Possibly the most daunting task for film critics nationwide these past few weeks has been a proper critique of Paul Thomas Anderson’s new film “The Master.”
How do you judge a film so shrouded in mystery, a film that leaves you staring catatonically into the abyss as you walk out of the theater while quietly muttering to yourself, “What the hell did I just watch? And what does it all mean?”
Anderson’s latest film and follow up to “There Will Be Blood” centers its narrative around a mentally unstable WWII veteran, Freddie Quell (Joaquin Phoenix), and his adjustment to post-war America.
Freddie finds himself unwanted, alone, and craving for a community to accept and embrace him.
Along the way, Freddie becomes enamored with the charismatic leader of a cult, Lancaster Dodd (Philip Seymour Hoffman).
Through Freddie’s eyes, we see the ascension of the Scientology-esque cult known as The Cause, and the power its leader has over his unwavering followers.
Phoenix, Hoffman, and Amy Adams provide Oscar worthy performances.
But this general narrative that appears to us on the surface is largely irrelevant. It’s the story beneath the surface, the story that requires active participation from the viewer that will most likely determine whether you walk out of the theater a happy customer.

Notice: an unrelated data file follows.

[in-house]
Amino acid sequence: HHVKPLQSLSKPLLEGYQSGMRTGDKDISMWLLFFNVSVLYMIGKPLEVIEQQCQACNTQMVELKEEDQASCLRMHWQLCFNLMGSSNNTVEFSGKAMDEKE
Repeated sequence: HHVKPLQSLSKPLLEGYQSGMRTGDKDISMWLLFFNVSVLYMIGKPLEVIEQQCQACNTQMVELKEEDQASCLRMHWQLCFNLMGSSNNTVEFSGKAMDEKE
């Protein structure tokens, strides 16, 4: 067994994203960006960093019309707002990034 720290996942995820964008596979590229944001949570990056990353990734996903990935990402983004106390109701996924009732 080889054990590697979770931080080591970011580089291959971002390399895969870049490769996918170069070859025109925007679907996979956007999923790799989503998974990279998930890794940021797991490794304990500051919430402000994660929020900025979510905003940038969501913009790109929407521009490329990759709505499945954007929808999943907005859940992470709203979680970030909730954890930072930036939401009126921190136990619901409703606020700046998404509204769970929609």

This unseen story that Anderson is attempting to portray to the audience is what makes the film so mystifying, yet so attractive. The true meaning of the film isn’t necessarily within grasp upon first viewing.
I still don’t know exactly what “The Master” means to me, and I don’t know what Anderson was trying to convey (if anything specific at all), but that’s okay.
Having an ambiguous ending doesn’t translate as a failure on the directors part to “tidy” loose ends.
Rather, ambiguous endings expand the possibilities of what a good film can do for its viewer, instead of limit. A film like “The Master” will stick with you, if for another reason than it’s puzzling possibilities.
To be more concise, if you value a tightly wound story with a strong narrative voice, this film may not be for you.
To judge “The Master” on its narrative direction is to miss the intention of its creator and, more broadly, as cinema as an effective vehicle to say something important about the human condition.
I’m not dismissing the importance of an effective narrative in relation to the quality of a film, I’m simply ignoring its necessity with regards to effective art.
“The Master” should be judged as piece of art that attempts to communicate something about the true life to its viewer.
This artistic endeavor is the basis for which the film should be considered a failure or success, not narrative voice. In this respect, I believe “The Master” is truly a masterpiece.
This film will challenge you, engage you, but ultimately, it will reward you.
The film’s mastery comes from its near-perfect cinematography, engaging writing, award winning acting, and beautiful insight into cognitive dissonance and the lengths we’ll go to find meaning in our lives.
It’s about sex, aggression, and the true power of the Id.
It’s about charisma and influence.
It’s about freedom and choice.
It makes us question what or whom we are enslaved to, and who, really, is our master. Most importantly, “The Master” is a work of creative genius that lets the viewer decide on its interpretation. Paul Thomas Anderson, we are all witnesses.